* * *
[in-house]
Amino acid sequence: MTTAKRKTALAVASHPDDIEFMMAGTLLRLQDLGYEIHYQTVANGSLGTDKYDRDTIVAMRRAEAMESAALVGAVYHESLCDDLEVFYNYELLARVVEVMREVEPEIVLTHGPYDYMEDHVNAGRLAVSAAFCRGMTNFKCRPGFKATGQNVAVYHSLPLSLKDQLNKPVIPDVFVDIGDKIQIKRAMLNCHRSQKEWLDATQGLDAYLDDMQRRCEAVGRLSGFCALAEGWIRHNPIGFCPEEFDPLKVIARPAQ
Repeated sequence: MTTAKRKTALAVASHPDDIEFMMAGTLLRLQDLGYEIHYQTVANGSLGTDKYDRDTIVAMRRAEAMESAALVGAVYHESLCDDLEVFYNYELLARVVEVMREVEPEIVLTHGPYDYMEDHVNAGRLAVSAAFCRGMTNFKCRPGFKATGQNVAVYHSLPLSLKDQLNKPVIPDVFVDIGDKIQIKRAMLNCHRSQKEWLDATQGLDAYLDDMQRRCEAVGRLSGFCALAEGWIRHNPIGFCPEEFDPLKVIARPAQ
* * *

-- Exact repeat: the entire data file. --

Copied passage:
[in-house]
Amino acid sequence: MTTAKRKTALAVASHPDDIEFMMAGTLLRLQDLGYEIHYQTVANGSLGTDKYDRDTIVAMRRAEAMESAALVGAVYHESLCDDLEVFYNYELLARVVEVMREVEPEIVLTHGPYDYMEDHVNAGRLAVSAAFCRGMTNFKCRPGFKATGQNVAVYHSLPLSLKDQLNKPVIPDVFVDIGDKIQIKRAMLNCHRSQKEWLDATQGLDAYLDDMQRRCEAVGRLSGFCALAEGWIRHNPIGFCPEEFDPLKVIARPAQ
Repeated sequence: MTTAKRKTALAVASHPDDIEFMMAGTLLRLQDLGYEIHYQTVANGSLGTDKYDRDTIVAMRRAEAMESAALVGAVYHESLCDDLEVFYNYELLARVVEVMREVEPEIVLTHGPYDYMEDHVNAGRLAVSAAFCRGMTNFKCRPGFKATGQNVAVYHSLPLSLKDQLNKPVIPDVFVDIGDKIQIKRAMLNCHRSQKEWLDATQGLDAYLDDMQRRCEAVGRLSGFCALAEGWIRHNPIGFCPEEFDPLKVIARPAQ